This Twitter thread by UC Davis Law Professor, Chris Elmendorf, is a good reminder that there can be a meaningful difference between actual completed homes and zoned land that might one day becoming new housing.
The point he makes is as follows: The state of California’s housing needs allocation for the city of San Francisco is approximately 80,000 new homes over the next decade. In the past, cities could demonstrate that they were able to meet these targets through, as I understand it, some fairly loose assumptions. But more recently, amendments have made it such that the probability of new homes actually getting built needs to be considered.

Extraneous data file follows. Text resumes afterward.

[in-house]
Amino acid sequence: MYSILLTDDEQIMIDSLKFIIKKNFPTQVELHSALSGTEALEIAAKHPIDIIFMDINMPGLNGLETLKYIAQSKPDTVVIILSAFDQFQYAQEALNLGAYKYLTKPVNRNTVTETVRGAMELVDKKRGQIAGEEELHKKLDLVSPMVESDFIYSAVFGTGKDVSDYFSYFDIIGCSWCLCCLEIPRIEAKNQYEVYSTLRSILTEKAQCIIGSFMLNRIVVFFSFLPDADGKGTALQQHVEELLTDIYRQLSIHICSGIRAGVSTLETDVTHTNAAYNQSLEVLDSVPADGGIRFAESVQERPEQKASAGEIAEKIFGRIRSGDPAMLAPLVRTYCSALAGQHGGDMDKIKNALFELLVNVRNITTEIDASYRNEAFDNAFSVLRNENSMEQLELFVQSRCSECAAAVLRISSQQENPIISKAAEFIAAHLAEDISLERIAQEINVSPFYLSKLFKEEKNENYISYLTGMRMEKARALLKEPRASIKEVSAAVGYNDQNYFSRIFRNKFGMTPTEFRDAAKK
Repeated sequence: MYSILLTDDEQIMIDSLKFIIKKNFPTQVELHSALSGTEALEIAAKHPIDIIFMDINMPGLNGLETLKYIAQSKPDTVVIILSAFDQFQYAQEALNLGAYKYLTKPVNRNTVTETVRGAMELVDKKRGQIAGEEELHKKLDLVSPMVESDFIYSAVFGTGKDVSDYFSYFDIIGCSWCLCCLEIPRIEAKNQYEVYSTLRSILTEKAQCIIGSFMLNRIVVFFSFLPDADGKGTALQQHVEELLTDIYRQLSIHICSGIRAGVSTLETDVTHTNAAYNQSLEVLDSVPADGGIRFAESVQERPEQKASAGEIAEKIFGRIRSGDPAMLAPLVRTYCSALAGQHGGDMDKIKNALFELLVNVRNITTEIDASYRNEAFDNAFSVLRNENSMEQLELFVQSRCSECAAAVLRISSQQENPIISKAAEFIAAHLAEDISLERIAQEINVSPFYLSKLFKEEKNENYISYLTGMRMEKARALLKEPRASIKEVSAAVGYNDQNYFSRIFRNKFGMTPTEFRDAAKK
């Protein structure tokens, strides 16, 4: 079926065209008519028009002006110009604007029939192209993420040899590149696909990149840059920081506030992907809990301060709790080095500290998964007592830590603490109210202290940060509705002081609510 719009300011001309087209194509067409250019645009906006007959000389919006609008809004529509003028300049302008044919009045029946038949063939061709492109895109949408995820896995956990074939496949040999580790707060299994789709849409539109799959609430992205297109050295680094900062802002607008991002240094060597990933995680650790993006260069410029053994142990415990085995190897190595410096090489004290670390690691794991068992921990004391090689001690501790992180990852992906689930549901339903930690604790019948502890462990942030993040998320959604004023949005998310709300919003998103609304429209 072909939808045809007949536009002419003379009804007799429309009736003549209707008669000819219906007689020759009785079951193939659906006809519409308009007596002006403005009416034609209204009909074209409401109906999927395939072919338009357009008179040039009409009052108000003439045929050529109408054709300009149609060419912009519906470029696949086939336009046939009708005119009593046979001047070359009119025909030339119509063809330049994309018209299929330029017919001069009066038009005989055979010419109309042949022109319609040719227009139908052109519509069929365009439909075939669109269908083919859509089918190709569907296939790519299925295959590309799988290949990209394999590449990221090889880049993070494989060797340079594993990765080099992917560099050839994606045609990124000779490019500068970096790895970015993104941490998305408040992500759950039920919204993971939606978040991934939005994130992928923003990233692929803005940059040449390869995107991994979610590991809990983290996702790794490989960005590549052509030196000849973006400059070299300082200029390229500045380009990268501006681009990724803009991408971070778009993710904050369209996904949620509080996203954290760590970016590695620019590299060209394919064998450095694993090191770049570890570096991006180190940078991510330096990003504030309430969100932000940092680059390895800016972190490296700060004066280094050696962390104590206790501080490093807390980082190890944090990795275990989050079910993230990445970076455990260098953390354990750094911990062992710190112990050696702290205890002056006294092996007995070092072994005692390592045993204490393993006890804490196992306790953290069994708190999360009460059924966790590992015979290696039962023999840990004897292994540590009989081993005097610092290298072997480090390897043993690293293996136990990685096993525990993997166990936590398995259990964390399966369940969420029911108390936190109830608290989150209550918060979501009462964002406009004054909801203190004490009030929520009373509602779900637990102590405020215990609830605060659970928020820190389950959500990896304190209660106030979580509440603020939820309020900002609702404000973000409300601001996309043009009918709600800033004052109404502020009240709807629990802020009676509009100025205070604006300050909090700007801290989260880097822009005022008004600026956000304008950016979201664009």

San Francisco has been doing this and, according to Chris, the conclusion was that the city should upzone portions of the city — primarily on the west side — to allow for some 22,000 new homes. Sounds cool. But as part of this process, the city also hired an outside consultant to run indicative pro formas and assess overall development feasibility. This is what they found:
I haven’t seen any of the actual numbers, but what this chart is saying is that nobody is going to develop on the west side of the city no matter what entitlements you put in place (tier 3 and tier 4 market areas). The only new development that is likely to take place is high-rise development over 24 storeys in the highest value submarkets (tier 1 and tier 2 market areas).
Based on this, the 22,000 new homes figure is probably closer to 0 new homes.